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Landscape Architecture MagazineLandscape Architecture Magazine

Landscape Architecture Magazine November 2018

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United States
American Society of Landscape Architects
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12 Issues


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(STEPHEN VOSS)ELIZABETH DONOFF (“Lighting from the Inside Out,” page 38) is an editor who writes about architecture, lighting, and design-related topics. You can follow her on Twitter @ElizabethDonoff.“The lines between architecture, landscape, and lighting continue to blur. As a result, I think we’ll see even more products, especially light fixtures, which allow designers, no matter their discipline, to collaborate and make informed lighting decisions.”(PHIL ARNOLD)JUSTIN PARSCHER, AFFILIATE ASLA, (“Where Credit’s Due,” page 134) is an assistant professor of practice at the Ohio State University. You can find him on Instagram @rhymepaysage.“Telling a more inclusive history isn’t just about going back and correcting the record—it also helps us act on underrepresentation and wage gaps in the here and now.”GOT A STORY?At LAM, we don’t know what we don’t know. If you…

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what are you looking at?

I speak from the heart, and this month, it’s about something I even more important to landscape architecture than politics: drawings—the wonderful drawings designers make to build their projects. You love drawings. We love drawings. They’re the sheet music to sites. When Mildred Schmertz, the famed former editor of Architectural Record, died earlier this year, I recalled a phone conversation she and I had when I was a newbie at Architecture magazine. She said: “Drawings, drawings, drawings. You can never give readers enough drawings.”When we look at drawings here at the magazine, and we are greedy about hauling them in from offices, we want to have it all ways in service to you, the reader. We want scope. We also want detail. These two imperatives duke it out for the…

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listening in

Andropogon used digital meters to record the sound levels in various parts of Avalon Park. (ANDROPOGON)Though slowly gaining attention within the profession, sound remains an underexplored element in landscape architecture. Part of the challenge, says Emily McCoy, ASLA, the director of integrative research at Andropogon, is that there are no go-to models that can sufficiently capture the impact of sound in the environment. So for the master plan of Shield Ranch, a 6,800-acre property outside Austin, Texas—the recipient of a 2018 ASLA Professional Honor Award in the Analysis and Planning category—Andropogon developed its own soundscape model.The landscape architects had been charged with siting a trail system, as well as several buildings, including a retreat center and the offices of the family’s foundation. They wanted to ensure that the nature trails…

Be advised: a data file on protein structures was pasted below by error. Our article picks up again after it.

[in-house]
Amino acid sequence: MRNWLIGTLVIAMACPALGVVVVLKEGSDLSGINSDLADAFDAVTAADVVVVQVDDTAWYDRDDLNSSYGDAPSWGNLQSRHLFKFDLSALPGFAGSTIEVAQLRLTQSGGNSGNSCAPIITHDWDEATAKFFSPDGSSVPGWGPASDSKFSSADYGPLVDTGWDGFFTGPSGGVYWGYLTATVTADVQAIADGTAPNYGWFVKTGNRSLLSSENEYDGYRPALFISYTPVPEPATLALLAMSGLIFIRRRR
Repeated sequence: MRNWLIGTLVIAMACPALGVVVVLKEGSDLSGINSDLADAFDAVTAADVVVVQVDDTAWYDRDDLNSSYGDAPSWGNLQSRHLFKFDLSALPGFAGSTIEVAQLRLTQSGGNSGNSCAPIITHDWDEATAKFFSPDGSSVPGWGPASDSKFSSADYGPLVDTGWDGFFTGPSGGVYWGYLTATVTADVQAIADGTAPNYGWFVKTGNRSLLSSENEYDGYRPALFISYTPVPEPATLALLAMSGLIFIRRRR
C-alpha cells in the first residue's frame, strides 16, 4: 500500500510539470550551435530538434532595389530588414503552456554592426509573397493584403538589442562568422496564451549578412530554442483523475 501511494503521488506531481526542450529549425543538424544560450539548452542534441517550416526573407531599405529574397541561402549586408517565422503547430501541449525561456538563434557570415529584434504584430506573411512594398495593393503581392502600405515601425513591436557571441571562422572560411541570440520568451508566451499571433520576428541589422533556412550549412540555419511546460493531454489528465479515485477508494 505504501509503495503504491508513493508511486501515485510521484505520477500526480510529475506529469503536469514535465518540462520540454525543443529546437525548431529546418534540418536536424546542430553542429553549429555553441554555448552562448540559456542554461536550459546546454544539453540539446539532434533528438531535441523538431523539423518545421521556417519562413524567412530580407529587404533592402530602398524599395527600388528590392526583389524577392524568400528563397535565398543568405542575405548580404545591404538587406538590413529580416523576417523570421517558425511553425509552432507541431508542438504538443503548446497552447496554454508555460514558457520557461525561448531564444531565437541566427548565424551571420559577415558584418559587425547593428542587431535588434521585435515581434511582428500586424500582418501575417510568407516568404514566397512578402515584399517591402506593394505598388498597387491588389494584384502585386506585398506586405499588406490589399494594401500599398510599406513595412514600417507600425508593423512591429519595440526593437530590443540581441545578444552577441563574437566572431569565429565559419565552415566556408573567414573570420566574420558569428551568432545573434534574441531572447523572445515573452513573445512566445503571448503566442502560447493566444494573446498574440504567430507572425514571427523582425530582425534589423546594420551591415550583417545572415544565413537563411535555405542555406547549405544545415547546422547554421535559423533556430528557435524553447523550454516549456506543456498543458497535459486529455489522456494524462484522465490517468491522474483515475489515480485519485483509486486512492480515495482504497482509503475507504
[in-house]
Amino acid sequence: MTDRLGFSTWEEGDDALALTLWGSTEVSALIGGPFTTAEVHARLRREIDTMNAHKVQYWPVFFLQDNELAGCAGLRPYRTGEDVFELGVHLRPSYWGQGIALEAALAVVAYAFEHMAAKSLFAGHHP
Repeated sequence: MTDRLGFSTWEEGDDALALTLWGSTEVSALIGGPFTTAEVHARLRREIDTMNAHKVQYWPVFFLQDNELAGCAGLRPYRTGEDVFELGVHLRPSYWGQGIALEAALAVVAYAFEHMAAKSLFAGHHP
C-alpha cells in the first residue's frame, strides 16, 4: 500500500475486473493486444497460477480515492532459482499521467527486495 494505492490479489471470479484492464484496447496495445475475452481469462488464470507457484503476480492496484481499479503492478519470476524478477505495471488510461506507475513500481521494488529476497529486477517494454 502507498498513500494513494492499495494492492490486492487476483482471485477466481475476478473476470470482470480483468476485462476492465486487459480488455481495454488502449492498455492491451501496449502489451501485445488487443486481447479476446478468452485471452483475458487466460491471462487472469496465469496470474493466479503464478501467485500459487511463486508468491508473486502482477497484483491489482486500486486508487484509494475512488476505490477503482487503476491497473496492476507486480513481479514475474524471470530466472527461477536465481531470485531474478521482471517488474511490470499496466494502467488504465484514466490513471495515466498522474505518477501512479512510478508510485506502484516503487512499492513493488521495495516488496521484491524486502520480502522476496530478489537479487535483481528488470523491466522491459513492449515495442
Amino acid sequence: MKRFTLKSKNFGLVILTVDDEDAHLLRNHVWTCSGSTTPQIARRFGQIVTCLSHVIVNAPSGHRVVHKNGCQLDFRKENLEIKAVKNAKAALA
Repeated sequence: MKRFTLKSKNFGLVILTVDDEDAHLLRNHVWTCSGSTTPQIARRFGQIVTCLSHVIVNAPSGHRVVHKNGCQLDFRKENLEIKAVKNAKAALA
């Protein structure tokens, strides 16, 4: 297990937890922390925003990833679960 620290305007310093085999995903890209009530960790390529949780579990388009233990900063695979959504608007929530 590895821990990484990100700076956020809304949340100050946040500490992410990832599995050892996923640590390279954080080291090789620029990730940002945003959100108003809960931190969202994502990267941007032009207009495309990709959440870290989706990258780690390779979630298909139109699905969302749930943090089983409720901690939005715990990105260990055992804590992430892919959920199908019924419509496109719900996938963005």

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take me to the river

Installed in 2017, a new stair restores a historically significant path from Canada’s Parliament down to the Ottawa River. (CIVITAS GROUP) For tourists coming to Ottawa, Parliament Hill is an obligatory stop. The textbook-worthy neo-Gothic architecture forms the backdrop of many a selfie shot in the Canadian capital. But the tour bus bound hordes have been missing out on something equally spectacular: a limestone escarpment behind the spires that plunges 140 feet through rugged forest to the churning Ottawa River below.Visitors now have the opportunity to depart the paved political landscape and enter a cool, shaded space that reveals a different history. A new staircase that switchbacks down the slope was installed in the summer of 2017. Designed by the Ottawa office of Civitas Group, it is the first significant…

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law of the land

The debate over who gets to decide what pesticide use is appropriate has been accelerating over the past few years. Earlier this year, a storm of legal actions highlighted the pivotal role that states have begun to play in regulating pesticides as the federal government turns its back on the role and municipal governments are blocked by state laws and court rulings.In March 2018, an Arkansas judge dismissed the agricultural industry giant Monsanto’s lawsuit against the state’s new regulation of the pesticide dicamba. In 2017, the state restricted the spraying of dicamba to the cooler months of the year, since in the warmer months dicamba can drift to fields with crops that are not genetically modified to resist it. Such drifting caused 3.1 million acres of crop damage in…

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oakland replay

Oakland’s Mid-Century Monster, fenced off and in need of restoration. The play sculpture will reopen late this year. (COURTESY PAGE & TURNBULL)Guiding the transition of San Francisco’s Presidio from military base to national park may be the standout accomplishment of the landscape architect and parks administrator William Penn Mott Jr., who assumed the helm of the U.S. National Park Service in 1985, but it’s a little “monster” from early in Mott’s career that has received renewed attention.In 1952, when Mott was parks superintendent for the city of Oakland, he commissioned the artist Robert “Bob” Winston to create a unique play structure on the sandy banks of Lake Merritt. Sculptural and organic, the chartreuse green piece was known as the Mid-Century Monster. It was one of the first designs in the…